“I recently saw a patient with breast cancer from Damascus, Syria, who had been treated there in 2010 with neoadjuvant chemotherapy, followed by surgery, radiation, and adjuvant tamoxifen hormonal therapy,” said Dr. El Saghir. “In 2015, her cancer recurred and she was prescribed oral chemotherapy with capecitabine, but she was unable to have follow-up care because her medical oncologist had left the country due to the war. She developed severe left shoulder pain due to brachial plexus malignant infiltration that requires radiation therapy, but because the radiation therapy unit is in a war zone, there are few medical staff members remaining, and the equipment is often out of order, she was unable to get the treatment she needed and had to be transported by her family to Beirut for care.”
The NK Basile Cancer Institute and the Children’s Cancer Center of Lebanon, both affiliates of the American University of Beirut Medical Center, are two of the few private hospitals providing care for children and adult refugees with cancer. However, funding through organizations such as the American Lebanese Syrian Associated Charities (ALSAC), which raises funds for St. Jude Children’s Research Hospital, and private donations are woefully inadequate to provide care for the many patients who need it.
“In 2013, St. Jude Children’s Research Hospital donated $2 million to the Children’s Cancer Center of Lebanon, and we used that and other donated money to treat 69 children with leukemia, lymphoma, brain tumors, and osteosarcoma,” said Dr. El Saghir. “Treatment for every child with cancer costs between $100,000 and $200,000, and we were able to treat 50 Syrian children, 8 Palestinians, and 11 Iraqis. In 2015, we received $3.5 million from St. Jude and have enrolled 25 patients, 21 Syrians, and 4 Palestinians into the program, but you can see it is a very small number. More donations are needed in order for us to continue providing care for cancer patients.”
Achieving the goal of improving care for refugees with life-threatening diseases like cancer will take multiple approaches, including bolstering the health-care systems of host countries through standardizing operating procedures and innovative financing plans; balancing primary and emergency care with expensive referral care; developing cancer registries; and finding sustainable funding sources.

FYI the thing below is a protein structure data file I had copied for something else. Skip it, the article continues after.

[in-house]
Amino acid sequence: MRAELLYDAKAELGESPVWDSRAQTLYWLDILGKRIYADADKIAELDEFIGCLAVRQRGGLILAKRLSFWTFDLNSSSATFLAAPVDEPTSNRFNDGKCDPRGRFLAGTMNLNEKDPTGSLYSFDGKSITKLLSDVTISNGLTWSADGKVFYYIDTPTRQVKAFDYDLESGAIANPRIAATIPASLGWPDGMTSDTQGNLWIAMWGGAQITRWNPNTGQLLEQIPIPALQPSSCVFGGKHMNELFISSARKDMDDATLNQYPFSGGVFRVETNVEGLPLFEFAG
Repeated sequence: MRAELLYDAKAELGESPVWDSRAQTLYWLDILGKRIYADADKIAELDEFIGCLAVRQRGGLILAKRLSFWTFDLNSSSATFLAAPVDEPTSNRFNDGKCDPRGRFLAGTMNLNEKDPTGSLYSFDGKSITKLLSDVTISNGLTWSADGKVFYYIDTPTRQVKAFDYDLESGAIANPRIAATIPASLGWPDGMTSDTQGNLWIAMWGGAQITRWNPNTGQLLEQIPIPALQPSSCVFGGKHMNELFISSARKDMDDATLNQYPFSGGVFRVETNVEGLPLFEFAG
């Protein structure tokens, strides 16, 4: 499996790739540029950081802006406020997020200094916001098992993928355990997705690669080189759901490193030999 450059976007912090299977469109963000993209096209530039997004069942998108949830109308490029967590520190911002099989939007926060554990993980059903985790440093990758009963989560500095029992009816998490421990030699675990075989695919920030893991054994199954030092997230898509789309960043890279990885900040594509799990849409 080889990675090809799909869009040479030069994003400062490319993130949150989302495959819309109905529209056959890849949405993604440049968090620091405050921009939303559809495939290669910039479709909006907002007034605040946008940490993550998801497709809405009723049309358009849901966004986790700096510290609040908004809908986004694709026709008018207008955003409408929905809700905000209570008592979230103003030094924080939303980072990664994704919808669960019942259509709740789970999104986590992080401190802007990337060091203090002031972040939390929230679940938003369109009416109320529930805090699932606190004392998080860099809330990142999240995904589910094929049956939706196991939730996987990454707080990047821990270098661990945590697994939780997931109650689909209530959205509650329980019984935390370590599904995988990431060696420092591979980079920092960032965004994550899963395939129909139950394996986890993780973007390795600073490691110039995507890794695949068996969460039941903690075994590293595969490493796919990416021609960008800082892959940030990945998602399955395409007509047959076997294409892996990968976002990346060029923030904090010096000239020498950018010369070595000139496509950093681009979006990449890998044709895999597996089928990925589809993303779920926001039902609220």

“There is no way the United Nations or any humanitarian actor can take on and try to improve the whole health-care system of a country,” said Dr. Spiegel. “We are working very closely with the World Bank Group to explore how we can improve economic growth in the host countries so that the national populations as well as the refugees can share in economic progress, but that will take a long time to become fully realized.”
Improving communication through mobile and Internet technologies to inform health-care providers and patients about how, where, and when to best seek continuation of care in countries providing asylum; developing electronic medical records and cancer registries that span across national boundaries; and providing access to basic cancer screening tests such as Pap smear and mammography could all help to increase the level of oncology care refugees receive and improve their outcomes, according to Dr. Spiegel.
Raising awareness on the severity of the toll—physical, mental, and economic—that war and disease take could also provide a greater sense of urgency to seek solutions to the problem.
“War and constant conflict not only cause the destruction of homes and people’s lives, the creation of refugees, and misery at all levels, they also hide the true suffering of cancer patients,” said Dr. El Saghir. “Refugees confronting diseases like cancer deserve more attention from the media, especially in medical journals and magazines, to document the needless devastation and hardship war brings. We must find solutions to resolve this crisis, end the atrocities, and learn to reason and compromise when we have disagreements to avoid the human disasters we see every day, including ongoing killings, injuries, the displacement of whole populations, and acts of terrorism.” ■
Disclosure: Drs. Spiegel and El Saghir reported no potential conflicts of interest.
1. UNHCR Mid-Year Trends 2015. Available at unhcr.org/56701b969.html. Accessed April 7, 2016.
3. Amnesty International: Agonizing Choices: Syrian Refugees in Need of Health Care in Lebanon. May 21, 2014. Available at www.amnesty.org. Accessed April 7, 2016.